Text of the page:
In the ecommerce world, with great products, comes great responsibility. There’s no point in having a gorgeous web store with a responsive design and products that will attract leads, if your website slows down to a crawl when a push comes to shove! (Black Friday, anyone?)
Your ecommerce website is about to face a traffic spike in the coming holiday season. Assuming you’re doing everything right, such as SEO and marketing, you are sure to have a surge in incoming traffic. But what if you have a surge in outgoing traffic as well because of a slow load time? I am sure you know that would spell disaster for your online venture. Not only will you lose your search engine ranking due to slow load time of your website but also lose customers that are not attracted to purchase from a slow, error-prone website!
One of the vital factors affecting website speed is your choice of hosting provider. If you are hosting your web store on a reliable host under a plan suitable for your needs, then your website speed depends on how you have built the website.
In this article, I will be examining some of the best tools available to test your website loading time. You should test all your websites on these tools to make sure the loading speed is up to the standards of ecommerce design best practices.
I’ll be reviewing and comparing only the free version of these websites. But before that, here is a brief look at the three main outputs of a website load time test.
What the result card looks like?
Almost all the load-time testing websites provide you with a similar report card for your website. There are certain best practices for a website design that are taken into consideration during your website analysis.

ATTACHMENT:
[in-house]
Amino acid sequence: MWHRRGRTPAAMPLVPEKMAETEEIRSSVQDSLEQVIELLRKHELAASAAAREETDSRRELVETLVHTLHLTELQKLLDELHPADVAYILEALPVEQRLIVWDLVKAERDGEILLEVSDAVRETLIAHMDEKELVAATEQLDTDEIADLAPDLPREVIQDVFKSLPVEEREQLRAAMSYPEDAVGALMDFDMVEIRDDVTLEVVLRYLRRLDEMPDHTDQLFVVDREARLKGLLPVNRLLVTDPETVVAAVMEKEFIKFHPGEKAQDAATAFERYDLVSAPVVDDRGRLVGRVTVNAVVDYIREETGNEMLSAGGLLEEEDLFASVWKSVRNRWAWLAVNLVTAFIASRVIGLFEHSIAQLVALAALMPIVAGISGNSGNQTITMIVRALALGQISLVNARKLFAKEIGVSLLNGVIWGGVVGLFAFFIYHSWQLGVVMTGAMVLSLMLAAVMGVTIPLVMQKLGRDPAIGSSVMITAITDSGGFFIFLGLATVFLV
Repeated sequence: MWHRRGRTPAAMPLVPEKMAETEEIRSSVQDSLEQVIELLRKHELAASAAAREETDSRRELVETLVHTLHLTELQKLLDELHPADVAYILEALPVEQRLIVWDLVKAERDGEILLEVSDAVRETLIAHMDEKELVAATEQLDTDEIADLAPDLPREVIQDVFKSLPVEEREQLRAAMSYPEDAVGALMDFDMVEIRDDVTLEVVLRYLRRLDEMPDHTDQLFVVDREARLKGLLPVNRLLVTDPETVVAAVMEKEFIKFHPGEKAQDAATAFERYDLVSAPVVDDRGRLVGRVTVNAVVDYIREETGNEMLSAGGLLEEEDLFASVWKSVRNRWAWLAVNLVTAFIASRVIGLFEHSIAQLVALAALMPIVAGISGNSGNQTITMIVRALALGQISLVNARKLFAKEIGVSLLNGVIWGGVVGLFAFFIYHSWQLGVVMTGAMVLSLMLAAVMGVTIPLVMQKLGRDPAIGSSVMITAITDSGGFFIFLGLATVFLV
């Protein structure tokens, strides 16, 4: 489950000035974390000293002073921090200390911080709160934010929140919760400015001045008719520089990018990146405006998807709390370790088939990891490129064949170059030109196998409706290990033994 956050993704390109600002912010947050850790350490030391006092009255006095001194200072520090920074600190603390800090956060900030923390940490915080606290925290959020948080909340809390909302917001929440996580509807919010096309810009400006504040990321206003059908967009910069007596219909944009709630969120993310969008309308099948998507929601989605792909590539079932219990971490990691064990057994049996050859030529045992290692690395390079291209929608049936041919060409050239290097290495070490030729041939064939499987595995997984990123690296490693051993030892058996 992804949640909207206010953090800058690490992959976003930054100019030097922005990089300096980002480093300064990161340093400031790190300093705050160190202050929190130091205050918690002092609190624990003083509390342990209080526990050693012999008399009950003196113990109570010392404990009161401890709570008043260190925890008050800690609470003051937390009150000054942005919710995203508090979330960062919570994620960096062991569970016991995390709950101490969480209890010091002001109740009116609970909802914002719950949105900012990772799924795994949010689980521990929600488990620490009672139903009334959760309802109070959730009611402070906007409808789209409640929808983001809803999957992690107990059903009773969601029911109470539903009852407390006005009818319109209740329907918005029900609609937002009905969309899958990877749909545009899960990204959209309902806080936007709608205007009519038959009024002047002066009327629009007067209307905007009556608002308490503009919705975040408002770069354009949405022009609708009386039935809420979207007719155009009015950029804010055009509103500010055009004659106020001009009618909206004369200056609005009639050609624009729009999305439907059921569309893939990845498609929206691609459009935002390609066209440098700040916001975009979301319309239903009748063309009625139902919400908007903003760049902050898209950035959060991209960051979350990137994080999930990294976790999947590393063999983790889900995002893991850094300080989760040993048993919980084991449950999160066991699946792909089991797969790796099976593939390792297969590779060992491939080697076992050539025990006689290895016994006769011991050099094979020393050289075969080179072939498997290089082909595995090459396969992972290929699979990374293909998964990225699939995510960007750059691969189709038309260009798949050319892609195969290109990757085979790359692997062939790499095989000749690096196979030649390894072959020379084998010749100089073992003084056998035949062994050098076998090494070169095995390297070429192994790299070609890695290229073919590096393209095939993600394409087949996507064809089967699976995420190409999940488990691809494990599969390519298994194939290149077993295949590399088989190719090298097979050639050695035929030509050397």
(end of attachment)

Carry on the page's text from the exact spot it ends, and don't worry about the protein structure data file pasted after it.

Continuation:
These rules comprise mainly of front-end development, which can be applied at any stage of web development. Your website receives a letter grade and a % score depicting how optimized your website really is.
The main feature of a speed test report card is graphical output, showing your website’s backend content breakdown as well as a “waterfall” showing how different elements load.
Now you know what the output looks like, so we start using the tools. Since we are approaching the holiday season, I decided to test a major ecommerce website as a sample test URL: Amazon.
A simple to use tool where you can immediately begin the test of your website. However, I would recommend you sign up for a free account to unlock several customization options for the test.
Once you register, you can choose a test server from one of the seven countries listed. You can choose either Firefox or Chrome (desktop or mobile) as a browser. You can also select the type of internet connection, which includes 3G option.
An “instant replay” option is also available, which shows you exactly how your page renders, slowed down by 4x.
The YSlow result page on GTMetrix is shown below. You can expand a metric to see suggestions for improvement.
The waterfall is a graphical depiction of how much time each individual element takes to load. You can also expand the element details for advanced diagnostics.
The “History” tab shows you previous results in graphical format for the same website. Apart from the HTML/Page Load time graph shown below, you can see “Page Sizes and Request Counts” and “Page Speed and YSlow Scores” in graphical format.